Loss of taste and smell may be top indicators of COVID-19

Smartphone app finds two-thirds of coronavirus patients lose these senses

The coronavirus is seen emerging from an infected cell in this colored electron micrograph. The virus may interfere with the ability of some nerve cells to detect odors. Loss of taste and smell from that interference may be telltale sign of infection, a new study suggests.

NIAID

Losing the ability to smell and taste may be some of the clearest signs that someone has COVID-19. That’s the finding of a new study. It was based on data from a COVID-19 smartphone app.

Between March 24 and April 21, nearly 2.5 million people in the United Kingdom used that app. So did another 170,000 people in the United States. Each fed in data on whether they felt well or had symptoms.

Some of those app users had been tested for the virus and reported their results. Those tests use what’s known as PCR to search for genetic evidence of SARS-CoV-2. That’s the virus that causes COVID-19. In all, 6,400 U.K. residents and 726 U.S. participants had tested positive for this coronavirus. Nearly two in every three individuals known to have the virus reported having lost their sense of taste and small. Only about one in five people who tested negative had diminished senses.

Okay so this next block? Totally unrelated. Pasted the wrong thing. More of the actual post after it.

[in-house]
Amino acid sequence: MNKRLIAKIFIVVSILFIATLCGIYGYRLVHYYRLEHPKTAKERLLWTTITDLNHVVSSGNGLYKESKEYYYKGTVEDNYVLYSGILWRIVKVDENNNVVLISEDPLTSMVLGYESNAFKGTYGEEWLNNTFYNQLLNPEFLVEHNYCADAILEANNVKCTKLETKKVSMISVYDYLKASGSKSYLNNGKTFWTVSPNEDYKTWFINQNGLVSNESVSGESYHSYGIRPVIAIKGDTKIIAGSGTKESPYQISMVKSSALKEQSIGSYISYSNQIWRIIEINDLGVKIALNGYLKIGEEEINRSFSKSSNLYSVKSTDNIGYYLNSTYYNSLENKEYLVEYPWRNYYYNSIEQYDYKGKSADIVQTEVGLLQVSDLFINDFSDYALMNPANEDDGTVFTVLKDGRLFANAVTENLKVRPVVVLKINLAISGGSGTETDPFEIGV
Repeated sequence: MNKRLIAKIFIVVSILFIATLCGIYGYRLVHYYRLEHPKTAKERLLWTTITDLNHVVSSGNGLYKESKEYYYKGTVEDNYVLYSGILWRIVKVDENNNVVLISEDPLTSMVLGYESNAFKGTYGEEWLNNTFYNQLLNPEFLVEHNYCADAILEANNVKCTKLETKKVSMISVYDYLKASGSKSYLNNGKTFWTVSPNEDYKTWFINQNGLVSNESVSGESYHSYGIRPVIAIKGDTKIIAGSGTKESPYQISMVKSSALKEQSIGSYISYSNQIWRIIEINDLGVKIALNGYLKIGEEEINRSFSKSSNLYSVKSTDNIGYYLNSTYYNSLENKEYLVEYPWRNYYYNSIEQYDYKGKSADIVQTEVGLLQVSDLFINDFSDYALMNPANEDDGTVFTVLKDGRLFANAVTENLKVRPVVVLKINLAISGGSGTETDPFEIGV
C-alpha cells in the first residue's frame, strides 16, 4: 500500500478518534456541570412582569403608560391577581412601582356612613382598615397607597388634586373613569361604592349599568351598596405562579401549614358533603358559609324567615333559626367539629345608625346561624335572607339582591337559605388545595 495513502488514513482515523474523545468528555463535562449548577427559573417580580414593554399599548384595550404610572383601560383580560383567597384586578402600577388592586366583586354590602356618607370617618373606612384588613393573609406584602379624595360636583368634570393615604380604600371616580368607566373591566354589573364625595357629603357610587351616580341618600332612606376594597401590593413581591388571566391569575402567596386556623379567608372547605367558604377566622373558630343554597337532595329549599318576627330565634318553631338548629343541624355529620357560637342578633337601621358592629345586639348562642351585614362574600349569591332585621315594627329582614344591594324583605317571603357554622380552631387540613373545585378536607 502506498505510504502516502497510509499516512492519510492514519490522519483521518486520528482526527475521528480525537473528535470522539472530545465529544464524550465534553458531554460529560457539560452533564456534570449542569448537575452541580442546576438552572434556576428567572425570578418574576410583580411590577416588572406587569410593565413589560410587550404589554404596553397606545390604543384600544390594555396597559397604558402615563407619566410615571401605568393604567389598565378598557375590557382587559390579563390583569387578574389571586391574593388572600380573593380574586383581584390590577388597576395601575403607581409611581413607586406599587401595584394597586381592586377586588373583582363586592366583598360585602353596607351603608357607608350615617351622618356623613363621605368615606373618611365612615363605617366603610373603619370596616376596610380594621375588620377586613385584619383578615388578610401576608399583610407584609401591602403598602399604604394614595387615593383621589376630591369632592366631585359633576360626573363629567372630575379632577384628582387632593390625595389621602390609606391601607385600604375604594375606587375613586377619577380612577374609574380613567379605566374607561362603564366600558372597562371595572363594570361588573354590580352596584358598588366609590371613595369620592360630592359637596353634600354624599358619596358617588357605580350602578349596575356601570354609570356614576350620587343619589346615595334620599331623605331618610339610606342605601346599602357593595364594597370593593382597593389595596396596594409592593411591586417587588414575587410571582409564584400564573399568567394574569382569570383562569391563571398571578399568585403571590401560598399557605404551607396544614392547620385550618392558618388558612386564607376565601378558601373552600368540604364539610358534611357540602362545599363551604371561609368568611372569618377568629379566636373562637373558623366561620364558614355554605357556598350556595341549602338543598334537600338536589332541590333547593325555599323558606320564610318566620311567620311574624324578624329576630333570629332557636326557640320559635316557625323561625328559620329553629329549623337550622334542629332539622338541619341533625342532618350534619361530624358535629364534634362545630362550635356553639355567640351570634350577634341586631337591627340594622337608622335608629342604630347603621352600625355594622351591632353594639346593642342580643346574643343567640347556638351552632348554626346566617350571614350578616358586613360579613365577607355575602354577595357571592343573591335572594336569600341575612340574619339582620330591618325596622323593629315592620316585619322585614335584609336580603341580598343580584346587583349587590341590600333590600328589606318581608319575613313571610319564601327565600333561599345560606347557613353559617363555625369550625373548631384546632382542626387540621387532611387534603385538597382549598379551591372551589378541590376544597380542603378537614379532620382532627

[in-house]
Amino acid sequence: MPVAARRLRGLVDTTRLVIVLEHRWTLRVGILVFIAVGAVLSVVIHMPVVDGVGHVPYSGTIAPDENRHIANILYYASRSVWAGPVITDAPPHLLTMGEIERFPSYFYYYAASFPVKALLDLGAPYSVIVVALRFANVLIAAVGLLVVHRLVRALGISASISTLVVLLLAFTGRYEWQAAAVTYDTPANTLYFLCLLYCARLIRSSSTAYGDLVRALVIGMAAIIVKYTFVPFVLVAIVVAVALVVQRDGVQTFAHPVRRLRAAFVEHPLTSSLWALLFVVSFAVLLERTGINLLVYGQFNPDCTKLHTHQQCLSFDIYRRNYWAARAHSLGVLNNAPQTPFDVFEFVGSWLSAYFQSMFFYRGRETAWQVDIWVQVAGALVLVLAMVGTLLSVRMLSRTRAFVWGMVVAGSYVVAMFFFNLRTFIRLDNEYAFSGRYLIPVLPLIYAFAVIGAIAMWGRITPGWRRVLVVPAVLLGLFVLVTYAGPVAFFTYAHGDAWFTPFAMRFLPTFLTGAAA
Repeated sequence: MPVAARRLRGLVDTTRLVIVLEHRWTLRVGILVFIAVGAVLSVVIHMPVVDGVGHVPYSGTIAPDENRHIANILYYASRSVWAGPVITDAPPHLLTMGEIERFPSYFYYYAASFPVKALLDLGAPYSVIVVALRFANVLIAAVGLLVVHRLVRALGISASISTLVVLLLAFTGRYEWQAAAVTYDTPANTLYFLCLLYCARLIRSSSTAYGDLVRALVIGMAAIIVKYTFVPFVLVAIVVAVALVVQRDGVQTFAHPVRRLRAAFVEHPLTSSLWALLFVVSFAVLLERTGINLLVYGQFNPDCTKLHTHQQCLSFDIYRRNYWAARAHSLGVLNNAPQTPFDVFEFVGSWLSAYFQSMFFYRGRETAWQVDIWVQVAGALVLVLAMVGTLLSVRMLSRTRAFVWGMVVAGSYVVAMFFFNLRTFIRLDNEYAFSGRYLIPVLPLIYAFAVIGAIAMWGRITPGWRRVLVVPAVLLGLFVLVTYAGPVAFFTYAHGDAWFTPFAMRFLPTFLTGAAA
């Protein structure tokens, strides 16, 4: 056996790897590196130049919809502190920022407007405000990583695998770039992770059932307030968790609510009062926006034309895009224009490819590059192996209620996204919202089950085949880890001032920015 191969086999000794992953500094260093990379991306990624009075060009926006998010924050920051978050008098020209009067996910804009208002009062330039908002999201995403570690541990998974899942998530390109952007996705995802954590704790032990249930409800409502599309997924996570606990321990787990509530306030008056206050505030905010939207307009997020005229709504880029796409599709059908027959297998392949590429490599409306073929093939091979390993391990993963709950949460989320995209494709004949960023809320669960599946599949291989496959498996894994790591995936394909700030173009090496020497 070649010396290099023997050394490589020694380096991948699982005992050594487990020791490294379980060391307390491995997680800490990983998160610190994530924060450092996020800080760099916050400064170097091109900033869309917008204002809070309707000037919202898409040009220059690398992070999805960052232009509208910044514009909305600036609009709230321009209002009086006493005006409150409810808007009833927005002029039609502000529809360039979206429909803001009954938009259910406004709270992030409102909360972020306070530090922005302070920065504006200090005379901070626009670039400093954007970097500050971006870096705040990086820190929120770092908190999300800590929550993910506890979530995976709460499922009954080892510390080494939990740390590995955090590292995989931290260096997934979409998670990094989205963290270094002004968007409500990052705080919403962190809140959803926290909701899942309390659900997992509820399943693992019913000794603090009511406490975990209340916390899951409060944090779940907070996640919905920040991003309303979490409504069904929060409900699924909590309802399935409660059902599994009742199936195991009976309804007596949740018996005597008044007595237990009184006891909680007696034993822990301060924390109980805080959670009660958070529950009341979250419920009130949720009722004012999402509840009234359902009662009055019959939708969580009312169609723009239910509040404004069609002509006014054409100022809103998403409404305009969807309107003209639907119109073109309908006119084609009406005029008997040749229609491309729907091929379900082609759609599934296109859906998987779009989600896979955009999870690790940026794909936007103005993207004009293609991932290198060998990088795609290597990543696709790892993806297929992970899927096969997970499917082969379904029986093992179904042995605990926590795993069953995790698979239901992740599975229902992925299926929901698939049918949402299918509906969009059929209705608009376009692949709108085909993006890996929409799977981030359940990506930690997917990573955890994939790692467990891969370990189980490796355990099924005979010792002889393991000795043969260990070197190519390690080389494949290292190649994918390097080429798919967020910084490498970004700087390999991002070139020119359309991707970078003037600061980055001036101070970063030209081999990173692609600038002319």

Not everyone with COVID-19 has all the same symptoms. Claire Steves and Tim Spector work in England at King’s College, London. They led a team that used data from the app to figure out which mix of symptoms best predicted who had COVID-19. Among people already diagnosed with coronavirus, loss of taste and smell, extreme fatigue, cough and loss of appetite proved the most predictive symptoms.

Based on these data, the researchers estimated how many of the untested app users were likely to be infected, too. More than 800,000 people said they were ill. About 140,000 of those ill people probably have COVID-19, the researchers now predict.

They researchers shared their findings May 11 in Nature Medicine.

The World Health Organization lists loss of taste and smell as a less common COVID-19 symptom. But the King’s College team say their new findings suggest those sensory losses should be added to the list of top symptoms used to screen people for the disease.

Tina Hesman Saey is the senior staff writer and reports on molecular biology. She has a Ph.D. in molecular genetics from Washington University in St. Louis and a master’s degree in science journalism from Boston University.

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